The dairy industry is heavily regulated by both state and federal governments. This poses a significant problem for those who wish to sell their milk from farm to table. There are consumers throughout the country who wish to take part in locally-based food systems and purchase raw milk directly from farmers. Regrettably, they are met with great opposition from the federal government’s health agencies and many state governments.

The controversy surrounding the legalization of the sale of raw milk and subsequent products (i.e. raw milk cheese) has dramatically increased over the past two years. Vermont’s Act 62, or “The Raw Milk Bill,” is an example of raw-milk legislation that has seen great success. Heavily regulated, Act 62 allows farmers to sell specified quantities of raw milk directly to consumers, so long as set standards are met. Its focus is on intrastate sales of small quantities of raw milk, sold directly by the farmer, to the consumer. Little question is left regarding where the milk comes from, thereby creating a system of accountability that is far more difficult to come by in industrial food operations. When Vermont’s legislation passed Act 62, they announced to the country that they recognized the benefit and unique purpose that locally-based food systems serve.

Rural Vermont, a non-profit agency in Vermont whose aim is to support and cultivate a vital and healthy rural economy and community, recently released a report on the positive impact of Act 62. According to the report, 150 farms across the state of Vermont sell raw milk directly to consumers. In 2011 alone, the sale of raw milk amounted to over one million dollars in revenue for local Vermont farmers. Individual farms generated, on average, $2,440 in sale of raw goat milk and $6,378 in sales of raw cow milk. As a result of opening up their farms to be participants in a locally-based economy, farmers saw an increase of 10-50%  in the sale of other agricultural products. Despite the benefits, the restrictions that accompany Act 62, including mandatory testing, are costly enough that many farms do not participate in the raw-milk movement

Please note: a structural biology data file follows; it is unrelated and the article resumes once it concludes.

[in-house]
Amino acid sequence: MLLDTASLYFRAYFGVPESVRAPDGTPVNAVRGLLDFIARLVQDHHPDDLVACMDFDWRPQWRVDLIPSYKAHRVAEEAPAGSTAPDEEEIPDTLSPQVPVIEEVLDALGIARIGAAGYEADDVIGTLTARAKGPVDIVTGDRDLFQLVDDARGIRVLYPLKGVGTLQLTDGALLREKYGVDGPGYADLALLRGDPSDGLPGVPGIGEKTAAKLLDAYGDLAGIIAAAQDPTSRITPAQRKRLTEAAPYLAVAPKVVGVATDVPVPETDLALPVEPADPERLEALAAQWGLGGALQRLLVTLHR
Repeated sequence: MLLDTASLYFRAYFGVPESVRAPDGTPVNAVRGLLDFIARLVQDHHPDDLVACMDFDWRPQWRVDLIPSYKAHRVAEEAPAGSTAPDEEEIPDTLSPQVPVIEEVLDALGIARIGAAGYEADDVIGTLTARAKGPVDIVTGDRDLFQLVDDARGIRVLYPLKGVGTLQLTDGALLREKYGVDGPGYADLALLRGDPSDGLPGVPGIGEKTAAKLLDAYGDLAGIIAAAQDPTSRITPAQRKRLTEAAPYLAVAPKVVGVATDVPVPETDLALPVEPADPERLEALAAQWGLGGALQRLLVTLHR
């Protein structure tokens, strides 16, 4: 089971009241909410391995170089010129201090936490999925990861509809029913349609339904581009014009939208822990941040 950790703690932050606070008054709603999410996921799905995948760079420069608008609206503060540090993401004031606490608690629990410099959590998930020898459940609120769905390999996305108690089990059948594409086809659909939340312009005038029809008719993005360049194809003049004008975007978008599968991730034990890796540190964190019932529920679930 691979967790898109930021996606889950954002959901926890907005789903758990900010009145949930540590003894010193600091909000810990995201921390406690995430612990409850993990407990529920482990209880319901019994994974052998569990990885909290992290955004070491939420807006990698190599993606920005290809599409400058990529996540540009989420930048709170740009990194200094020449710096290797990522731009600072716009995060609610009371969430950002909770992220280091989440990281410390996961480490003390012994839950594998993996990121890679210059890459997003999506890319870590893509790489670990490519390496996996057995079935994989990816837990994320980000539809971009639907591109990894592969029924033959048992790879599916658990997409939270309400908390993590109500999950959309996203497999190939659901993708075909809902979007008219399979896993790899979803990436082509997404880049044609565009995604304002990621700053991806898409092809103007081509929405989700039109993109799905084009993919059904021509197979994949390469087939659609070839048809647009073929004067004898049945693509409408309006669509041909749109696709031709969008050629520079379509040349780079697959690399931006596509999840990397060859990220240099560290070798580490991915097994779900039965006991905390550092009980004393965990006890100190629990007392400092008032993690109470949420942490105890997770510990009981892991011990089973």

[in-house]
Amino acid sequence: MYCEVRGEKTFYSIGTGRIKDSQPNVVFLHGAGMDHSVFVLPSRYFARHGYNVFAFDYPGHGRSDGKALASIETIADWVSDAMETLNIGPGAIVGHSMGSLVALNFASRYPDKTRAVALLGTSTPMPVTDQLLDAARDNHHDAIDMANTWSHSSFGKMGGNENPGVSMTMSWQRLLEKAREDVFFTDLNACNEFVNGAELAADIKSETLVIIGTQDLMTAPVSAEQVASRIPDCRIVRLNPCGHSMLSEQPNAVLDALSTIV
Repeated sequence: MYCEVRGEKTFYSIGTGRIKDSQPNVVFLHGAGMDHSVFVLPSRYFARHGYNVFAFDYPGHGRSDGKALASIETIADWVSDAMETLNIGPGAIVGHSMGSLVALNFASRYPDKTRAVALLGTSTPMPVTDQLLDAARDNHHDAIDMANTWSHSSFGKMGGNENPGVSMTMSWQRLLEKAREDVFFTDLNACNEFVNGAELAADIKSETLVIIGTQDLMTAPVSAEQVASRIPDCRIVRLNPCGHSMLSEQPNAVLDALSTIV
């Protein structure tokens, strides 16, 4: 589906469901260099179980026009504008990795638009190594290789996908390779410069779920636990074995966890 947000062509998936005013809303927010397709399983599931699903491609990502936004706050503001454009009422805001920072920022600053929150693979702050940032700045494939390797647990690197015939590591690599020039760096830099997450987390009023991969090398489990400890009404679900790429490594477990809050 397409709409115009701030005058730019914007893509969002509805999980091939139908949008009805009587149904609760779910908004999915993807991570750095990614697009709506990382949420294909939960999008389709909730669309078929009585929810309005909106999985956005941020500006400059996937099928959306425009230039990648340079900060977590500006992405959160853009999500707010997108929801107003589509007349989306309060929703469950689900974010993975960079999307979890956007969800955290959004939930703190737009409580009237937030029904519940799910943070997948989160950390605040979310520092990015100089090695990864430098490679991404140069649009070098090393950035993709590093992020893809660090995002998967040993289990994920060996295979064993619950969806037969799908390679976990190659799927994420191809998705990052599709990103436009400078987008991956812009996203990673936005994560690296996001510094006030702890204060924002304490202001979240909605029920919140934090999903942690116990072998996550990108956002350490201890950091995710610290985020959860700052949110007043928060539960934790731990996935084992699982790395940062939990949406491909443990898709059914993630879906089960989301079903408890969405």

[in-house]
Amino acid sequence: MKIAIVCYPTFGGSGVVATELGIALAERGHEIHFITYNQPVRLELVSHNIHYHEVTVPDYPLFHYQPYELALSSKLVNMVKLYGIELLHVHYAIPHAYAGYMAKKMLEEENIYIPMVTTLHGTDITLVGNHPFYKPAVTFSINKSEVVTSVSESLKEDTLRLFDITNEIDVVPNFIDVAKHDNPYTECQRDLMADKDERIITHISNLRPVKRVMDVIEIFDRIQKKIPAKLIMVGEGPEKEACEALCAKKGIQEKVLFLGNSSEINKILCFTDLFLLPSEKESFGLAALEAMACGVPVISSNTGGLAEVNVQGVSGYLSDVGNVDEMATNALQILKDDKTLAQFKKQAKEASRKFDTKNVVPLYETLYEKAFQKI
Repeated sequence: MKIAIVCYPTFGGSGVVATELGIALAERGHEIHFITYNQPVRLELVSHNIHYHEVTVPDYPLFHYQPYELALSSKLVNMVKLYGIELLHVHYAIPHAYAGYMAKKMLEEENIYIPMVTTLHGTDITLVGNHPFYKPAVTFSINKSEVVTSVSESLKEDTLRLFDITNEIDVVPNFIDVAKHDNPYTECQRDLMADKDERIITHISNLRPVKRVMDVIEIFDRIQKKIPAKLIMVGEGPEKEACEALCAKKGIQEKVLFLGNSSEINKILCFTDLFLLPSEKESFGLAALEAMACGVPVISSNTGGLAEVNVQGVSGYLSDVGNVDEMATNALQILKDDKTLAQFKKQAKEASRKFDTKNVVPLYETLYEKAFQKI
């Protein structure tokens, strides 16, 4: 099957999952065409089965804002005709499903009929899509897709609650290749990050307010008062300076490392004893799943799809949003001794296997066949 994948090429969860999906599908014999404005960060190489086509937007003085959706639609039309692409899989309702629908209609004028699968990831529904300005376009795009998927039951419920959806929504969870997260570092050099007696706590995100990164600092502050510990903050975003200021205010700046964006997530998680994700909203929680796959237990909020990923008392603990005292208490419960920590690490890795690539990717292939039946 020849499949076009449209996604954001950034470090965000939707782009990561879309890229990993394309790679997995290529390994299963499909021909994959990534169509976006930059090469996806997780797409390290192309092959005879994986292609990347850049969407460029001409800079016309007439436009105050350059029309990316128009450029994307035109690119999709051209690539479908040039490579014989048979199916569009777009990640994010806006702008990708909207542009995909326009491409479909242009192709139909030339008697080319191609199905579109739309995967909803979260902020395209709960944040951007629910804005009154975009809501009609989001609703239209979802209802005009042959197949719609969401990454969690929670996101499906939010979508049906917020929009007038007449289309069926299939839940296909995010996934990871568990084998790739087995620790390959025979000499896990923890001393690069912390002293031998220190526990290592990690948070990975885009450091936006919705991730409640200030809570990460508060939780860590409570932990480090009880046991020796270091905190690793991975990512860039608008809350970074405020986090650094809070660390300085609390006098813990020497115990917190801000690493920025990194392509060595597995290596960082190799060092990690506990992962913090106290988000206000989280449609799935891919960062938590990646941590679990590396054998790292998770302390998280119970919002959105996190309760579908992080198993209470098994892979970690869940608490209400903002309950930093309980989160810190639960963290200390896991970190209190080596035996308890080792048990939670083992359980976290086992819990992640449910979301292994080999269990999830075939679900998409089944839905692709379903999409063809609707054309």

The fear that permeates the White House (and many state agencies) is the belief that raw milk for human consumption has potentially dangerous health risks and should not be allowed for sale across interstate lines. Many farmers are not asking for laws to be put in place that allow anything other than intrastate, farm-to-table sales. The benefits to farmers, and consumers who choose to participate in collaborative food systems, are obvious. Additional revenue is generated for farmers and consumers are given the ability to purchase food directly from the source. Raw milk is just one of many controversies that has arisen when collaborative food systems are discussed. As laws continue to be introduced, it is critical that the government (both federal and local) strives to strike a balance between allowing farmers and consumers to sell and purchase local food, while also protecting individuals from health and safety risks.

For more information on the pending Raw Milk legislation and the surrounding controversy, take a look at the following sites:

Raw Milk.org
FDA: The Dangers of Raw Milk
Real Raw Milk Facts
State Raw Milk Legislation